Mapping Urbanisation for Urban and Regional Governance
Why are up-to-date maps so important for pro-poor planning and decision-making? Given the resource and capacity constraints facing developing world cities, how can decision-makers obtain and use maps for effective planning? What technology strategies should low income countries consider to capture new opportunities in urban mapping?
Read the Mapping Urbanisation Report from the Max Lock Centre
The most basic planning requires an understanding of the extent and nature of urban areas. Yet, decision-makers in many developing world cities have to get by with basic maps that are outdated, or with no maps at - all too often leaving the poorest at the greatest disadvantage. In planning terms, the poor do not exist when the areas where they live are 'off the map'. Ensuring that development is planned fairly and effectively with the full participation of key stakeholders, particularly those representing poor neighbourhoods, requires up-to-date maps as a point of reference.
During 2002 and 2003, together with its partners in Nigeria, Pakistan, and Brazil, the Max Lock Centre carried out a scoping study on low cost mapping of urbanisation and urban areas. The study explored the potential for using readily and cheaply available satellite imagery to produce basic maps for urban and regional planning. The study reveals the potential benefits of technical solutions - Remote Sensing (RS) data and Geographic Information Systems (GIS) in particular - but also the overriding need to build capacity.
The final report is a combination of a technical study and a series of case studies in contrasting contexts. The evidence demonstrates that with a minimum of training and basic computer technology, satellite images can be acquired, processed, and, by using local knowledge, transformed into basic maps. However, it also shows that readiness to adopt the full GIS approach differs markedly both across and within countries, reflecting levels of local and national development, as well as political will. Not withstanding these challenges, the report recommends practical strategies for significant progress to include:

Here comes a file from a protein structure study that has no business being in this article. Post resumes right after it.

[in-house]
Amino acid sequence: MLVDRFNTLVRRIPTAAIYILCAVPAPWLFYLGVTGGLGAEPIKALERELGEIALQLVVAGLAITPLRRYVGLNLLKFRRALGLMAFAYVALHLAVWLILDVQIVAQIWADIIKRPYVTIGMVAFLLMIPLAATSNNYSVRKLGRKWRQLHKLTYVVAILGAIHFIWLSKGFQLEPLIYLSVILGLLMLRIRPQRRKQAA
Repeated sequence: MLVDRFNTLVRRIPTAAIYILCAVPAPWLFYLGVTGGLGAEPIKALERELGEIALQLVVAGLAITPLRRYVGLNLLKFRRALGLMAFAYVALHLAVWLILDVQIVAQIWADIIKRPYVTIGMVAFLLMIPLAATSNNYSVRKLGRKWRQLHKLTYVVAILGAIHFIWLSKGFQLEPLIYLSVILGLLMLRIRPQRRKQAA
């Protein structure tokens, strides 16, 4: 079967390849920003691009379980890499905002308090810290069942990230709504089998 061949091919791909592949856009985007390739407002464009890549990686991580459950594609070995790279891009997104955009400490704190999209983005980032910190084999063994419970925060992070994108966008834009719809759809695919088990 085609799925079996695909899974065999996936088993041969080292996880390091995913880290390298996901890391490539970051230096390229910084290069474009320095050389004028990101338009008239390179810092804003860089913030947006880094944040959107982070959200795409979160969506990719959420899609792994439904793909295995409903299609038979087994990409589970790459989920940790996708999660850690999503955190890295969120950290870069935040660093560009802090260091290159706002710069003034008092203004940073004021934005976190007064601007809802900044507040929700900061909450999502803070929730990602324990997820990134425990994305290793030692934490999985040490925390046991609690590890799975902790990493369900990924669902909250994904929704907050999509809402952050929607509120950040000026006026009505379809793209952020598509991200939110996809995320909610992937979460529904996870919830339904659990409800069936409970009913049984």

- A phased or "gradualist" approach with an initial focus on developing primary skills in map reading and spatial comprehension, use of which will then generate demand for better maps.
- Planners should take advantage of publicly available software and imagery that, although 'out of date' for some purposes, is still useable for planning (e.g ArcView 3.3 software and military maps).
- Simpler user-friendly tools could be developed to aid the capacity-building process, e.g. customised user interfaces that would sit in front of a GIS package.
- Further understanding should be gained of how people would use the approaches identified in the scoping study, and how these relate to local planning, decision-making and unplanned urban growth processes.
This scoping report is intended to form the first stage of a larger study. Building on the opportunities identified, the larger study will develop detailed guidelines enabling step-by-step progression from the production of basic maps to more complex GIS-based methods. An online forum will provide practitioners and researchers with access to recommended mapping data and techniques.